164. Telegram From the Department of State to the Embassy in Morocco1

293692. Subject: King’s Visit—Meeting With Secretary Brown.

1. Following is memorandum of conversation between King Hassan and Secretary of Defense Harold Brown at Blair House November 17. Colonel Dlimi attended from Moroccan side and from U.S. side, Deputy Secretary Duncan, ISA Assistant Secretary McGiffert, Executive Assistant Adm Hanson and ISA Africa Region Director Roberts. Interpreter was Alec Toumayan.

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GEODSS (S)—Secretary Brown explained U.S. interest in a ground-based, electro-optical deep space surveillance site in Morocco. It would track satellites out to 22,000 miles as part of a global network of five stations, manned by military and contract personnel, and would have both scientific and defense uses. Morocco had agreed in principle but the memorandum of understanding has not yet been signed.

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King Hassan observed that he had accepted the GEODSS in principle, just as the U.S. had agreed to sell the Cobra helicopters and OV–10 planes in principle. “But I am making no linkage,” he said. “We can get helicopters elsewhere if this is embarassing.”2

The King then asked about the size of the site (10 acres), its “civilian configuration” (scientific mission could be public, but the information has military significance elsewhere), and staffing (6–7 military, 40 contractors). The King emphasized that he wanted to be as realistic and discreet as possible about the site. There were political and security elements—“the more that is known, the more I am threatened.” He wanted the staff proportion changed, with the military—in civil dress—constituting the preponderant element because they were disciplinable and trained to be discreet. Secretary Brown agreed to adjust the ratio as possible and suggested that the civilians could be selected for discretion. The King proposed doing both, noting, “I’d feel more relaxed.”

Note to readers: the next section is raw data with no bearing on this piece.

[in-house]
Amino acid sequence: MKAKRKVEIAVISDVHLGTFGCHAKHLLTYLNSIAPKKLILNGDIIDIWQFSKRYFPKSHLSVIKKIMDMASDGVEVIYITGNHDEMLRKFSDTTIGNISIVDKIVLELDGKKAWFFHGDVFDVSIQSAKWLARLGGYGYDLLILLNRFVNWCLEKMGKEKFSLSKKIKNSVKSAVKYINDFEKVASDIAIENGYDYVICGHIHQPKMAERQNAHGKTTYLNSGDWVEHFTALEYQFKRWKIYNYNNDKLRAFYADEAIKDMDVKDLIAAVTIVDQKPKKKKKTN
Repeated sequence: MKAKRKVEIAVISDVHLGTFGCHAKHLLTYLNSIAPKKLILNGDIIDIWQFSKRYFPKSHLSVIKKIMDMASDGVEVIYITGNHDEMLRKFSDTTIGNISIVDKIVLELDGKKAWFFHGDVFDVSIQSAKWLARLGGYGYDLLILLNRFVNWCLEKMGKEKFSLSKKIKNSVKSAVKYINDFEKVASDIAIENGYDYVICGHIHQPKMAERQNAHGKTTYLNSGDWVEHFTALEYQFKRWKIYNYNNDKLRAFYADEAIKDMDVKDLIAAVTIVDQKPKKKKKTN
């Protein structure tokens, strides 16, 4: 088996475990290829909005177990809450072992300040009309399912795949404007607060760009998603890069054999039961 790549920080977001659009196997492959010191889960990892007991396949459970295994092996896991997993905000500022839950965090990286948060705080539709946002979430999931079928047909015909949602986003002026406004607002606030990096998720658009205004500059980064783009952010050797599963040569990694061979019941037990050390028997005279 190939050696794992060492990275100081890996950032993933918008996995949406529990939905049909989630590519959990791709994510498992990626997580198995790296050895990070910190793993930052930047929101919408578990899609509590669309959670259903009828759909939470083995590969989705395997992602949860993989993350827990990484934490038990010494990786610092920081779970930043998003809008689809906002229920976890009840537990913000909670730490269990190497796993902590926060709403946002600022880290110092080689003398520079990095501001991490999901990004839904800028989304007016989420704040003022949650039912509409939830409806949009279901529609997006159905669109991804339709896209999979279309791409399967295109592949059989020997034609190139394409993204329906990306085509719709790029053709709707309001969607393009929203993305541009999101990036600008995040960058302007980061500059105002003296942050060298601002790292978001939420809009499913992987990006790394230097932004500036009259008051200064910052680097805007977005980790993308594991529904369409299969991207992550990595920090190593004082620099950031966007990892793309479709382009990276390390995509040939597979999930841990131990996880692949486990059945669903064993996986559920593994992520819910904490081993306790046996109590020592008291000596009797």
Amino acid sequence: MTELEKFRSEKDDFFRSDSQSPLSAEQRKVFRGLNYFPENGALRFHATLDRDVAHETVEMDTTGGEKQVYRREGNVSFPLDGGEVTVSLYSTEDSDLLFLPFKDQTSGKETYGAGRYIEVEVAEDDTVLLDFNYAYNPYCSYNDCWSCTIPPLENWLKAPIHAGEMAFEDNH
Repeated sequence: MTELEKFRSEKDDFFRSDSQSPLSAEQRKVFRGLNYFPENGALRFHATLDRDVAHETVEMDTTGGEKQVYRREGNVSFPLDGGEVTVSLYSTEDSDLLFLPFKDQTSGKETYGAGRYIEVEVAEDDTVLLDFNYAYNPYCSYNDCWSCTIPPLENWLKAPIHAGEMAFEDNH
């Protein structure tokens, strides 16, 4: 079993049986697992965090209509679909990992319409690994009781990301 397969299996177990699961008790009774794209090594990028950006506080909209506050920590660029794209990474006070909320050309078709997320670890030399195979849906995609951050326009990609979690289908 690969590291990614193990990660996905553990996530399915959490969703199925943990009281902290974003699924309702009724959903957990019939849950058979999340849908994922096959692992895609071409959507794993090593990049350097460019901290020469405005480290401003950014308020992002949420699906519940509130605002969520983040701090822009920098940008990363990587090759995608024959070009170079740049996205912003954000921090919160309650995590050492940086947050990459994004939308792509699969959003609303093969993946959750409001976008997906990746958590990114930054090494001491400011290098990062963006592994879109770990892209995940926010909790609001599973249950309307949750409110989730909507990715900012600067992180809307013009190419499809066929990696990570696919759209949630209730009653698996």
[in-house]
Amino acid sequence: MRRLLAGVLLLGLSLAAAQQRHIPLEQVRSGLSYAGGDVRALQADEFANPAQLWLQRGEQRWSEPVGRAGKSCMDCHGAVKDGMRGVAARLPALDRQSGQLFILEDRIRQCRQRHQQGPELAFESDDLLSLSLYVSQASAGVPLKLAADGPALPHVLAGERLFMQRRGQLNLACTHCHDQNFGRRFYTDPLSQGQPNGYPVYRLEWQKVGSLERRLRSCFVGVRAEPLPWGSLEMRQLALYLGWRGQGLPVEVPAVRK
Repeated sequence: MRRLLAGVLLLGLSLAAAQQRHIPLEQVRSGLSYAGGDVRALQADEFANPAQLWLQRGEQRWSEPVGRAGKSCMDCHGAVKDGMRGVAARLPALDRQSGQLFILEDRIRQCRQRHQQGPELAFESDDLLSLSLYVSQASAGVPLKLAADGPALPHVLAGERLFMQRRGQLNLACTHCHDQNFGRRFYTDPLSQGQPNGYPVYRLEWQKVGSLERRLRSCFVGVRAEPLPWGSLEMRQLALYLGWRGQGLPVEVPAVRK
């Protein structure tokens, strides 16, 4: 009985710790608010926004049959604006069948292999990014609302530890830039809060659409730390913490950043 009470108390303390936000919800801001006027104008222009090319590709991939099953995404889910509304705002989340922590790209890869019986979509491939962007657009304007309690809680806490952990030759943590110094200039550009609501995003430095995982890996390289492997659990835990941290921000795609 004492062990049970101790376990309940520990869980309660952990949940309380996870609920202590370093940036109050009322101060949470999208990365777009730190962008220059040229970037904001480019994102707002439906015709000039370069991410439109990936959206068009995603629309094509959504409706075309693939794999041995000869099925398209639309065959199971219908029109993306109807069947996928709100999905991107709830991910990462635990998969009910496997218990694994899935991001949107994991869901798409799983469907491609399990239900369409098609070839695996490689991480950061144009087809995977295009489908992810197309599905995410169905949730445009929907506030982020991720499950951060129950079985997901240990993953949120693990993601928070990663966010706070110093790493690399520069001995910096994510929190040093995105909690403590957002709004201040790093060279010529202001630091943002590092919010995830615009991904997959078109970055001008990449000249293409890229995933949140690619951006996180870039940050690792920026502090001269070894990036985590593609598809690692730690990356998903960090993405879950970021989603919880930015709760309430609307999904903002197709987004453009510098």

Helicopters (S)—Picking up the King’s reference to helicopters. Secretary Brown noted that the Hughes 500 was, though less armed, more versatile and much less expensive than the Cobra—about a third less. The King said he was familiar with the Hughes and indicated that it was acceptable.3 Secretary Brown noted that Secretary Vance had been discussing the use of military equipment with the King and that such sales would be considered in this light. The King laughed and observed that the President had twice “kidnapped” the Secretary just as they were getting down to business. The next talk, however, would be at the Moroccan Embassy where “I have extra-territorial rights.”4

Mutual interests (S)—Secretary Brown then observed that the U.S. and Morocco have mutual interests, a long history of relations, and close cooperation in the defense area since the 1950s when we established bases. King Hassan responded that Morocco’s attitude toward the U.S. and U.S. equipment had been constant. Morocco had chosen its camp and was in that camp. Secretary Brown noted that the U.S. was continuing to make many ship visits, that these were much appreciated, and that hopefully the problem that Secretary Vance had been discussing would be resolved in the spirit of cooperation.

The King replied that if the two executives are in agreement, they should be able to “dress up” the terms.